Ultimate Cross Country – Epilogue
By Steve Mayotte
It’s been over a year since my son Thomas and I set off for the adventure of a lifetime. Reaction to my “The Ultimate Cross-Country” story has been overwhelmingly positive. Many pilots and non-pilots have taken the time to send along their comments and questions.
The most common question from pilots is, “Didn’t you get a pre-purchase inspection?”
The short answer is that “inspections were done”. My story wasn’t about how to buy an airplane. It was about a father and son flying an airplane across the country.
The most common question from non-pilots is, “How did you talk your wife into it?”
I married a remarkable lady. Despite her own reservations, Barbara saw the sparkle in my eye. While that much adventure wasn’t her cup of tea, she could see what it meant to me.
Another common question is, “How did you talk your wife into letting Tom go with you?”
I was surprised, and am still surprised by the number of children that are not allowed to fly with their pilot parent. I can’t conceive of that and neither could Barbara. All three of our children have more hours than a lot of pilots. The gift of flight is precious. I share it every chance I get. Imagine not being able to share flight with your son!
Speaking of the son, what about that boy?
The big trip clearly and dramatically affected Thomas. Coming home and readjusting to middle school took almost two weeks. Compared to flying, navigating, seeing a new state every few hours, renting cars, sleeping in hotels, and eating fast food three meals a day—7th grade was completely and totally lame.
After hearing about what we’d eaten for 9 days, Barbara placed Tom into what she called “Detox”. Her goal was to get his grease and caffeine levels back to normal. Boy. That went over like a lead balloon.
Tom became a school celebrity for a few days. We took loads of pictures on the trip. They silenced the few remaining non-believers. One of his teachers asked detailed questions. My favorite was, “What did you do for 42 hours??? What did you and your Dad talk about?”
Tom told him about talking with ATC, about the different kinds of airspace, about getting weather, working the radio and the GPS, and tracking our position on the map.
His teacher had assumed that Thomas was just a passenger. No way. Thomas earned his keep across 22 states and was “on the job” the whole way.
Inquiring minds want to know if Tom will get his pilot’s license. I’m not sure. As most of you know, there’s a lot more to flying than just flying. Thomas shows no inclination to start what I call “the book work.” Beyond that, I’m not sure I could live with him flying around solo in my airplane. Why? Do you remember being 16? I do. Any more questions?
“The Ultimate Cross-Country” was filled with details, but I deliberately left out a lot of names. I didn’t want to get anyone in trouble. On the other hand, my own faults and failings were listed in excruciating detail. When my wife started reading the early drafts, she’d sit quietly and then all of a sudden blurt out, “You did what?!!!” You see, my reports home during the trip hadn’t been entirely candid. I certainly hadn’t lied. Let’s just say I emphasized the positive and minimized the negative.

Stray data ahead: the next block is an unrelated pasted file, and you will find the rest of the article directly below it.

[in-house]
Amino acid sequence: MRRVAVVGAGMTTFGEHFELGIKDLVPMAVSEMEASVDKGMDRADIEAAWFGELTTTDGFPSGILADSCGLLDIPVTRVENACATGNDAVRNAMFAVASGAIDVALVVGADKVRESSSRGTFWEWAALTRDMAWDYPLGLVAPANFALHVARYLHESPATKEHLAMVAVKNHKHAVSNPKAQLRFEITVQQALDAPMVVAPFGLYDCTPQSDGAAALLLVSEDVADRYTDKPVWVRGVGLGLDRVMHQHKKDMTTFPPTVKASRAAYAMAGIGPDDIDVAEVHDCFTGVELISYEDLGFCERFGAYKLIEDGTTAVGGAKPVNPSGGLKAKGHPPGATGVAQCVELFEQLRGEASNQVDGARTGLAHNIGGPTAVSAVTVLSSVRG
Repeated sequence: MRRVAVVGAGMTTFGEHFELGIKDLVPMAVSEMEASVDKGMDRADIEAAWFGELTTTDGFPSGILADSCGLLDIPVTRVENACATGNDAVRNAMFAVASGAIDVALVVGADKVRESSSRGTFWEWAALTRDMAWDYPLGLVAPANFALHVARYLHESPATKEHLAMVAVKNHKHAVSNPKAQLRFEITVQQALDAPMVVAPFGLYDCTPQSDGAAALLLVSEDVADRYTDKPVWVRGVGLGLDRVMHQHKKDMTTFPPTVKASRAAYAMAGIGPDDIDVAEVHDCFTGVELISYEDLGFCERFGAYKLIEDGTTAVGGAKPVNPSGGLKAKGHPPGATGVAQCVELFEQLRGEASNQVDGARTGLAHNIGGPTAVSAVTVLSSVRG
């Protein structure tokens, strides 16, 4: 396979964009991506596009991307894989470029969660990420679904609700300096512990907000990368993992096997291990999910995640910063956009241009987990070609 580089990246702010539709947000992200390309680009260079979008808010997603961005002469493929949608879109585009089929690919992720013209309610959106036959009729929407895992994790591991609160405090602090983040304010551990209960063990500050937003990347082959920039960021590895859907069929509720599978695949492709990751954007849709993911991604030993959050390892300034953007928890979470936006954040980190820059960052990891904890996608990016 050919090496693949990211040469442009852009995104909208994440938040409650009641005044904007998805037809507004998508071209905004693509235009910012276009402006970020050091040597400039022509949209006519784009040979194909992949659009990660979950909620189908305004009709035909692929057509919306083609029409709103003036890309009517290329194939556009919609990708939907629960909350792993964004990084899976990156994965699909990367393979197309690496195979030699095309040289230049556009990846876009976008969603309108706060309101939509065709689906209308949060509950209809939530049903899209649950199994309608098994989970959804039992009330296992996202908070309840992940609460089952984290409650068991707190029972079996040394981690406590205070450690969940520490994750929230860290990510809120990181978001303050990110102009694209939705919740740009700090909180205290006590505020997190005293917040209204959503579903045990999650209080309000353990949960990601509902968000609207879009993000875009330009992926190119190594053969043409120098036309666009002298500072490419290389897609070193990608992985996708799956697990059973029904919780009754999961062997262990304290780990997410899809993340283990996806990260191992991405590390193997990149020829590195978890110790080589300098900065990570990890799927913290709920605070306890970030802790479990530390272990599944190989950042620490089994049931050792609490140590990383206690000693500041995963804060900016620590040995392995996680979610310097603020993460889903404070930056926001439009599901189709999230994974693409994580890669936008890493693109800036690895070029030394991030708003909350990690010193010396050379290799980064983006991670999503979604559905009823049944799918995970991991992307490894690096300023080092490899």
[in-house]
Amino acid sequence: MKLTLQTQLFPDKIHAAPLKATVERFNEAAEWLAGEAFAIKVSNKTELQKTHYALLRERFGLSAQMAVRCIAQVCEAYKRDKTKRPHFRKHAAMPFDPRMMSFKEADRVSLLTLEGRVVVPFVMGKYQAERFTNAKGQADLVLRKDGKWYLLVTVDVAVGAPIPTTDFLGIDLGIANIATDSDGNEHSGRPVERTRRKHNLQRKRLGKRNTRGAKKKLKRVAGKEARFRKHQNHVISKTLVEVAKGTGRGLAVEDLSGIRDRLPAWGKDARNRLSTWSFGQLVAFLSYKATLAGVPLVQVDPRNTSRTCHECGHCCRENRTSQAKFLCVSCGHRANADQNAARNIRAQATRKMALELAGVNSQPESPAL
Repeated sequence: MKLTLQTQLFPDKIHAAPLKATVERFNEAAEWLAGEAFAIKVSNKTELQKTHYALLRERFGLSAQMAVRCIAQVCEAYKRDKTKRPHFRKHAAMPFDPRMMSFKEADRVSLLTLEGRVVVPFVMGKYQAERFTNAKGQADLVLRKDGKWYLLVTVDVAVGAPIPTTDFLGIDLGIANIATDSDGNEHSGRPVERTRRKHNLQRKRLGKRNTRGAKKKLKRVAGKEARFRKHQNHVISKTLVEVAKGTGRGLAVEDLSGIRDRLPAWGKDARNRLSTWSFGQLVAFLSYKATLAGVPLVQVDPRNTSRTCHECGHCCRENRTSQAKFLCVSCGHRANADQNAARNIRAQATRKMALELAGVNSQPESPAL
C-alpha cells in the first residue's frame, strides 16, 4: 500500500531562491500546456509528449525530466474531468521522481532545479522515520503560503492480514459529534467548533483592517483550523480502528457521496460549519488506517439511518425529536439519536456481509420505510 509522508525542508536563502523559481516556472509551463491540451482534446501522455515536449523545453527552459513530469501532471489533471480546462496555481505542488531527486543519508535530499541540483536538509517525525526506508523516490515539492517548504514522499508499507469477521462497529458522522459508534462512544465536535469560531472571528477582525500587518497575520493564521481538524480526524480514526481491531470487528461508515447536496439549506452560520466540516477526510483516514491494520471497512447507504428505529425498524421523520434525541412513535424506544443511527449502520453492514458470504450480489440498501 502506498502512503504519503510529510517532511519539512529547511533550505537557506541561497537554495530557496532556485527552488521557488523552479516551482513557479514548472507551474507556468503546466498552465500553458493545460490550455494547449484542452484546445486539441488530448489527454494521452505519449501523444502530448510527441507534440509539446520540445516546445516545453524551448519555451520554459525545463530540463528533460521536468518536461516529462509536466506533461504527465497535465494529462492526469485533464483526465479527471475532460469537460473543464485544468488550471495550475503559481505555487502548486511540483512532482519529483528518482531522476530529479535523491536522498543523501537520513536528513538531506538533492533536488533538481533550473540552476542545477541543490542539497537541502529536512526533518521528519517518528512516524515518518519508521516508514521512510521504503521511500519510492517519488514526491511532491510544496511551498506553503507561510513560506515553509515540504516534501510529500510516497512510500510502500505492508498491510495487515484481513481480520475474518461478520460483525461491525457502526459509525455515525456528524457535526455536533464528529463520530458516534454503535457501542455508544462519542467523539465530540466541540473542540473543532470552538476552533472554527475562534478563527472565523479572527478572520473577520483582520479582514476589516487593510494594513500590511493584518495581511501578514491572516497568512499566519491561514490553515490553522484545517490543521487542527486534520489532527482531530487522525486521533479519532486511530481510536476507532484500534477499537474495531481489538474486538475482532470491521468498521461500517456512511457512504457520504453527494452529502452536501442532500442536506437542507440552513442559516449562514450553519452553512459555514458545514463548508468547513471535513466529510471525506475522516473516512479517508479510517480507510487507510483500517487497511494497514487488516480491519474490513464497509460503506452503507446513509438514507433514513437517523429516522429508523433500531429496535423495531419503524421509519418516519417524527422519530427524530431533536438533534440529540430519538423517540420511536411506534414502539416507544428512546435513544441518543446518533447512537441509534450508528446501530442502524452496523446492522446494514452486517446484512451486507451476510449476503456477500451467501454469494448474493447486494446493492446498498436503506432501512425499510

How to end the story was a major challenge. The mix of emotions I felt when I shutdown at Nashua ran the gamut. I couldn’t wait for it to be over and yet I wanted to keep going. The sense of accomplishment was overwhelming. I remember sitting back in my chair and thinking, “We did it. We actually did it.” That, and “There’s no place like home.” I couldn’t wait for slow, home-cooked food. I couldn’t wait to sleep in my own bed.
Need A Name
Right after we got home, it was immediately obvious that Barbara and I had another child. No. That’s not it. It was obvious that I had a mistress. How a man can fall in love with a big hunk of cast iron, plastic, and aluminum foil isn’t clear, but any of you that own an airplane know what I’m talking about.
The little plane needed a name and she needed it right away.
I liked “Aluminum Overcast”. My thinking was that I would always be airborne (making a shadow someplace), but the EAA’s B-17 already had it. English names like “Victorious”, “Courageous”, and “Defiant” were pretty spiffy. “Juliet November” was obvious, but what a mouthful.
In reality, I was kidding myself. There was only one possible name. Here’s how the Merriam-Webster Dictionary defines it,
“1: undertaking, project 2: readiness for daring action : initiative”
Perhaps you’ve heard the phrase, “to boldly go”. That was the mission of the NCC-1701 Enterprise. It is also the mission of my Enterprise.
In the original Star Trek, Captain Kirk once told an android, “The Enterprise is a beautiful lady and we love her.”
The android reaction? “The Enterprise is a machine. You cannot love a machine.”
Apparently that android had never owned an airplane.
Renting Vs. Owning